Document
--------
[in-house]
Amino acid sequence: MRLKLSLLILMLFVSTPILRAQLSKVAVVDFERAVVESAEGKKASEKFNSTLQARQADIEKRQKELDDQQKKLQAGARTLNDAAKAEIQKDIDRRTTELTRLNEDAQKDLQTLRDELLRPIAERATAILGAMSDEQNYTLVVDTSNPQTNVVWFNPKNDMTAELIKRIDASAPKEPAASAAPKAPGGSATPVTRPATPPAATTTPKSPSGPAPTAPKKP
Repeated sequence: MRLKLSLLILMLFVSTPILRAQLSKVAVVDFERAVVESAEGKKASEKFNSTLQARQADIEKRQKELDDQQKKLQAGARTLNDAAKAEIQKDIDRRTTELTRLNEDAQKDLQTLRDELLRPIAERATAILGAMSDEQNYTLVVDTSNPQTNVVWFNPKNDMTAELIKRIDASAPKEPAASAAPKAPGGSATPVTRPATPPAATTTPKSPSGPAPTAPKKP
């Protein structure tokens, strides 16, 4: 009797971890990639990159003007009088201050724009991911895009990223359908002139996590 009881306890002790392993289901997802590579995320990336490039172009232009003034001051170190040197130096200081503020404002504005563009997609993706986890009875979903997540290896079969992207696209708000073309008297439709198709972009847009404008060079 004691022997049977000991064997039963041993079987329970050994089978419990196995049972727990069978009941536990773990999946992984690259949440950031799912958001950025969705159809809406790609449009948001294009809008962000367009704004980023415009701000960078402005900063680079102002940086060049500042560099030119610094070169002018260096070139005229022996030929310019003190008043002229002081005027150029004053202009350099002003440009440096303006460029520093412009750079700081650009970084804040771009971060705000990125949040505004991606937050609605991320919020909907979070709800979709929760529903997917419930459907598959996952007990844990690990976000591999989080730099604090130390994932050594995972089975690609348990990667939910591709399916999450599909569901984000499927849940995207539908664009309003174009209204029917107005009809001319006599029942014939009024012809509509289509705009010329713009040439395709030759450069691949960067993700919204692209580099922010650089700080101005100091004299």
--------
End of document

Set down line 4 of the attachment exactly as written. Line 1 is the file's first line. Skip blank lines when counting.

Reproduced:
């Protein structure tokens, strides 16, 4: 009797971890990639990159003007009088201050724009991911895009990223359908002139996590 009881306890002790392993289901997802590579995320990336490039172009232009003034001051170190040197130096200081503020404002504005563009997609993706986890009875979903997540290896079969992207696209708000073309008297439709198709972009847009404008060079 004691022997049977000991064997039963041993079987329970050994089978419990196995049972727990069978009941536990773990999946992984690259949440950031799912958001950025969705159809809406790609449009948001294009809008962000367009704004980023415009701000960078402005900063680079102002940086060049500042560099030119610094070169002018260096070139005229022996030929310019003190008043002229002081005027150029004053202009350099002003440009440096303006460029520093412009750079700081650009970084804040771009971060705000990125949040505004991606937050609605991320919020909907979070709800979709929760529903997917419930459907598959996952007990844990690990976000591999989080730099604090130390994932050594995972089975690609348990990667939910591709399916999450599909569901984000499927849940995207539908664009309003174009209204029917107005009809001319006599029942014939009024012809509509289509705009010329713009040439395709030759450069691949960067993700919204692209580099922010650089700080101005100091004299």